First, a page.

The Junior Files: Bronx pastor denies she tried to scam murdered teen’s parents

THE BRONX -- Pastor Esther Henry knew the pain of losing a son to violence in the Bronx.

Her 31-year-old son, Norman Lodge, was killed by gunfire in the Melrose Houses in 2012.

Henry said that’s when she started her Inner City Gun Violence and Prevention Corporation.

She said she related to the anguish of Leandra Feliz, who lost her youngest son, Lesandro Guzman-Feliz—known as Junior—in a vicious mob attack caught on surveillance.

“We would pray together,” Henry told PIX11. “It was like sisters. I love her.”

But the relationship suffered when allegations surfaced that Henry was involved with another organization that wasn’t on the up and up.

A group called the New York City Council Community Affairs Bureau recruited Henry as an “Assistant Chief” in April, and membership carried a price.

“I gave him $575 for all this stuff,” Henry said of the group’s founder, R.A. Gregg. “Like, a jacket would be $135, and a badge would be $150.”

Henry is claiming Gregg, who says he is a Doctor of Divinity, drafted the letter for Junior’s parents to sign that would exclude other organizations from forming charities in the teen’s name.

City Councilman Ritchie Torres of the Bronx said he was troubled by Gregg’s organization, because it used official city logos, even though Gregg was never a member of the City Council.

“It always seemed odd to me that he was using city symbols,” Torres said during a press conference this past week.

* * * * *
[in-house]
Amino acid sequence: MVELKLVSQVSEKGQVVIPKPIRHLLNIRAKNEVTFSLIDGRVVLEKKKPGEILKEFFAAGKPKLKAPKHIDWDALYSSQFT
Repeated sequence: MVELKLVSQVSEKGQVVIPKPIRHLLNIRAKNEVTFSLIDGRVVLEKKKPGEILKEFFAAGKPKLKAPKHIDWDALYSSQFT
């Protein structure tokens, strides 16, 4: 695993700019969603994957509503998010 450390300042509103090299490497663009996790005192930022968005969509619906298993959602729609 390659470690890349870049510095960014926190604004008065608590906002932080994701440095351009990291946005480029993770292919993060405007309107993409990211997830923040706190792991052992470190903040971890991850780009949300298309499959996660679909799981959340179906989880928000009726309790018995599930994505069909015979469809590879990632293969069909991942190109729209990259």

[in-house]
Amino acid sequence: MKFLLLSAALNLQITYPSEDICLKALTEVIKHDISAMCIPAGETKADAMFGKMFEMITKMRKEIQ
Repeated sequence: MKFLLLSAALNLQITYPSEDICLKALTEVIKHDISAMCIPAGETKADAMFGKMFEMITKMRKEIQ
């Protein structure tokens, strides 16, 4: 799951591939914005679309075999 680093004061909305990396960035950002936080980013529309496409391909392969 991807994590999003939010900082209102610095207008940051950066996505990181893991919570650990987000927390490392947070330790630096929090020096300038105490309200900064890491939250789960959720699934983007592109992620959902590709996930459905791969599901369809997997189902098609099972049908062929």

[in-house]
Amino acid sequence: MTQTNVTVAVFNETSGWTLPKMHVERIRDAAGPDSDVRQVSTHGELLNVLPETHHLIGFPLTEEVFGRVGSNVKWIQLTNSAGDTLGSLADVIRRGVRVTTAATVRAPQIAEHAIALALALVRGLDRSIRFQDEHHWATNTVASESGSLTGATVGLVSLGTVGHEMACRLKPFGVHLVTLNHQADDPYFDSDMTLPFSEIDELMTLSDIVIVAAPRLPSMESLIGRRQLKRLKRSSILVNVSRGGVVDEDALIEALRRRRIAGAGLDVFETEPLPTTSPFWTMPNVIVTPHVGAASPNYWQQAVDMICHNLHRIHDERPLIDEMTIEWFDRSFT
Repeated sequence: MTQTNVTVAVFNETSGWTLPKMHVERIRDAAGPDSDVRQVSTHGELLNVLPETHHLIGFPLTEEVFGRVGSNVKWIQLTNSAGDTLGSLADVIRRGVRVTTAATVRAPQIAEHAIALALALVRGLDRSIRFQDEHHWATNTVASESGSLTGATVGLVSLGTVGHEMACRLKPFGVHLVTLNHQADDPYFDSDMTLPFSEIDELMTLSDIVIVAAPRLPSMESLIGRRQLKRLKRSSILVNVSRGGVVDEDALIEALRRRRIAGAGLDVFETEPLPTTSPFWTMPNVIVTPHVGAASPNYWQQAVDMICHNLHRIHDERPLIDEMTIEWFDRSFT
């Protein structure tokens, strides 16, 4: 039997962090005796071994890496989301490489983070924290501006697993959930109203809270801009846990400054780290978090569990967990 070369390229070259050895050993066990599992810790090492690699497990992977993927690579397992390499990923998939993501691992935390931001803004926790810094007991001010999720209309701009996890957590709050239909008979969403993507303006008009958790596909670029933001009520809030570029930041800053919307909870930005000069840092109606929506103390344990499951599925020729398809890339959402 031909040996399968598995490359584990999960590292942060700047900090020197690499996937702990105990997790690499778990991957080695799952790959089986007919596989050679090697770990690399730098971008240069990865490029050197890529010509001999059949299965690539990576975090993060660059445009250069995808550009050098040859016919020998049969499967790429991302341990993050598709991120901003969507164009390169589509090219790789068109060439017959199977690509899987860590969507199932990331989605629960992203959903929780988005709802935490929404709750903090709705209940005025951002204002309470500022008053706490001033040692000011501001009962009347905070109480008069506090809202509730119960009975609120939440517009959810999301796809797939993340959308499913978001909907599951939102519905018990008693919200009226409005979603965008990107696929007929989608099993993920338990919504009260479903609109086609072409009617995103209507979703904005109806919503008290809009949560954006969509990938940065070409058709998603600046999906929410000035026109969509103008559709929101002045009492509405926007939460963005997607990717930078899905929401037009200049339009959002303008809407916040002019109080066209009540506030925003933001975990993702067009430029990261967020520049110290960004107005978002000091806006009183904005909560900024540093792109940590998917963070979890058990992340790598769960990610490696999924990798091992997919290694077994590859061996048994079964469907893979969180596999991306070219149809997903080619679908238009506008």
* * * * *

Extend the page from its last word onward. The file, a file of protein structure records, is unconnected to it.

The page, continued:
The organization later changed its name to the New York State Community Affairs Bureau.

Pastor Henry is upset that she’s been criticized on social media, her motives called into question, after involving the Gregg group in a meeting over a charity that would be formed in Junior’s name.

“Junior’s mother asked me to go with her to the meeting,” Henry said. “I didn’t have nothing to hide.”

Now, Henry is being scrutinized for her ties to R.A Gregg, even as she claimed to PIX11 that she was victimized by his group.

Among the items Henry bought from the Gregg organization was a police parking plaque.

When PIX11 reached R.A Gregg Friday evening, he said, “For Esther to say that she’s been duped is a travesty.”

Gregg’s Chief of Staff, Cherynne Caro, took it a step farther.

“If she felt defrauded, why did she continue to be a part of it, once we incorporated," Caro wondered. “She was actually the the one that connected us to Junior’s mom. She wanted us to speak with the family. I was the one that translated.”

Pastor Henry, who’s a social worker and once received a Presidential award from Barack Obama—presented by former Police Commissioner Bratton—wants her name cleared. She sent a resignation message to Gregg in mid-August that was notarized.

“I learned a painful lesson from this,” Henry said.

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